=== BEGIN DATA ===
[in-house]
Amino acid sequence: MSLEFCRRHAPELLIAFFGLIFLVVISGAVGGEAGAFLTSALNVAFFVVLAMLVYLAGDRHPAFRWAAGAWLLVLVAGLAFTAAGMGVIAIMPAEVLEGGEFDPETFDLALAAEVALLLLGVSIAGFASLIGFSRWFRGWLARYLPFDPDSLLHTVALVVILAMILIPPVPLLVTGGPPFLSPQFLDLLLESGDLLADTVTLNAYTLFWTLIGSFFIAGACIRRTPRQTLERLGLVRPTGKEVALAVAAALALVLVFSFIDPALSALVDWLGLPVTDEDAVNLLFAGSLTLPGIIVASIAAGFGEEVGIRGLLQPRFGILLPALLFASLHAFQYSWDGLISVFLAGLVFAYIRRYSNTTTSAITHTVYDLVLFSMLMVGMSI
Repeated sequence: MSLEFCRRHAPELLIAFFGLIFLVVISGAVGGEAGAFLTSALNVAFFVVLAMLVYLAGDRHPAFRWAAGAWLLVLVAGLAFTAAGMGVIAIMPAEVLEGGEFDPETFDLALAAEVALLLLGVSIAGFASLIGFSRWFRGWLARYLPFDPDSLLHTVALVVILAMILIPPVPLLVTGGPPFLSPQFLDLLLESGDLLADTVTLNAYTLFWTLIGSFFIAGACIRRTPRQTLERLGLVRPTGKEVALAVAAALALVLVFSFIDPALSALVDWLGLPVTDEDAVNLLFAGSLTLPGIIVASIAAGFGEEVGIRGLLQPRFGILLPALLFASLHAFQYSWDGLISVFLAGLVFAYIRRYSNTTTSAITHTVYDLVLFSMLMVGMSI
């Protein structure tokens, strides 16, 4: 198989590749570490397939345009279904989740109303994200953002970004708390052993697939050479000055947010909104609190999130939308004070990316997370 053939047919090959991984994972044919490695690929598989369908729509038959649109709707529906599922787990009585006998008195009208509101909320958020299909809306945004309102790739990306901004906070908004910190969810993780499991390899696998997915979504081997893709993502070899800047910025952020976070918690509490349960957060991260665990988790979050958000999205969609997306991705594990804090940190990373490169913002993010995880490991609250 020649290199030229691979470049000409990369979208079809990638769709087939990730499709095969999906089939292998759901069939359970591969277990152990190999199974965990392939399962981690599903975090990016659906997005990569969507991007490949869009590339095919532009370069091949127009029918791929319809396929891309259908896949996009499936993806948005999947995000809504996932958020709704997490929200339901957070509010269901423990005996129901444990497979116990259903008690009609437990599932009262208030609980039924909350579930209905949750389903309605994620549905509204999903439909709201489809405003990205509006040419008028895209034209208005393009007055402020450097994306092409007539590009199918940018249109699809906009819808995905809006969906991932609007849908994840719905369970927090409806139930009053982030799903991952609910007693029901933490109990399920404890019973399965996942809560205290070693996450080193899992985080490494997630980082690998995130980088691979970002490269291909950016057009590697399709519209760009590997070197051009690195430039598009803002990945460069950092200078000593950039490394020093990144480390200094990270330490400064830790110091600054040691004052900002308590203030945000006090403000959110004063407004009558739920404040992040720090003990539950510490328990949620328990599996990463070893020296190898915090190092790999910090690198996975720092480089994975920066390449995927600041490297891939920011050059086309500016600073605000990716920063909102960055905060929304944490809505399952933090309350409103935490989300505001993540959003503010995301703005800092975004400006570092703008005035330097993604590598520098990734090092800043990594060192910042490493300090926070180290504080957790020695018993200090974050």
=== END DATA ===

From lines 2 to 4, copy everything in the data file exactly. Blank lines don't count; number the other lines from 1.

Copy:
Amino acid sequence: MSLEFCRRHAPELLIAFFGLIFLVVISGAVGGEAGAFLTSALNVAFFVVLAMLVYLAGDRHPAFRWAAGAWLLVLVAGLAFTAAGMGVIAIMPAEVLEGGEFDPETFDLALAAEVALLLLGVSIAGFASLIGFSRWFRGWLARYLPFDPDSLLHTVALVVILAMILIPPVPLLVTGGPPFLSPQFLDLLLESGDLLADTVTLNAYTLFWTLIGSFFIAGACIRRTPRQTLERLGLVRPTGKEVALAVAAALALVLVFSFIDPALSALVDWLGLPVTDEDAVNLLFAGSLTLPGIIVASIAAGFGEEVGIRGLLQPRFGILLPALLFASLHAFQYSWDGLISVFLAGLVFAYIRRYSNTTTSAITHTVYDLVLFSMLMVGMSI
Repeated sequence: MSLEFCRRHAPELLIAFFGLIFLVVISGAVGGEAGAFLTSALNVAFFVVLAMLVYLAGDRHPAFRWAAGAWLLVLVAGLAFTAAGMGVIAIMPAEVLEGGEFDPETFDLALAAEVALLLLGVSIAGFASLIGFSRWFRGWLARYLPFDPDSLLHTVALVVILAMILIPPVPLLVTGGPPFLSPQFLDLLLESGDLLADTVTLNAYTLFWTLIGSFFIAGACIRRTPRQTLERLGLVRPTGKEVALAVAAALALVLVFSFIDPALSALVDWLGLPVTDEDAVNLLFAGSLTLPGIIVASIAAGFGEEVGIRGLLQPRFGILLPALLFASLHAFQYSWDGLISVFLAGLVFAYIRRYSNTTTSAITHTVYDLVLFSMLMVGMSI
């Protein structure tokens, strides 16, 4: 198989590749570490397939345009279904989740109303994200953002970004708390052993697939050479000055947010909104609190999130939308004070990316997370 053939047919090959991984994972044919490695690929598989369908729509038959649109709707529906599922787990009585006998008195009208509101909320958020299909809306945004309102790739990306901004906070908004910190969810993780499991390899696998997915979504081997893709993502070899800047910025952020976070918690509490349960957060991260665990988790979050958000999205969609997306991705594990804090940190990373490169913002993010995880490991609250 020649290199030229691979470049000409990369979208079809990638769709087939990730499709095969999906089939292998759901069939359970591969277990152990190999199974965990392939399962981690599903975090990016659906997005990569969507991007490949869009590339095919532009370069091949127009029918791929319809396929891309259908896949996009499936993806948005999947995000809504996932958020709704997490929200339901957070509010269901423990005996129901444990497979116990259903008690009609437990599932009262208030609980039924909350579930209905949750389903309605994620549905509204999903439909709201489809405003990205509006040419008028895209034209208005393009007055402020450097994306092409007539590009199918940018249109699809906009819808995905809006969906991932609007849908994840719905369970927090409806139930009053982030799903991952609910007693029901933490109990399920404890019973399965996942809560205290070693996450080193899992985080490494997630980082690998995130980088691979970002490269291909950016057009590697399709519209760009590997070197051009690195430039598009803002990945460069950092200078000593950039490394020093990144480390200094990270330490400064830790110091600054040691004052900002308590203030945000006090403000959110004063407004009558739920404040992040720090003990539950510490328990949620328990599996990463070893020296190898915090190092790999910090690198996975720092480089994975920066390449995927600041490297891939920011050059086309500016600073605000990716920063909102960055905060929304944490809505399952933090309350409103935490989300505001993540959003503010995301703005800092975004400006570092703008005035330097993604590598520098990734090092800043990594060192910042490493300090926070180290504080957790020695018993200090974050």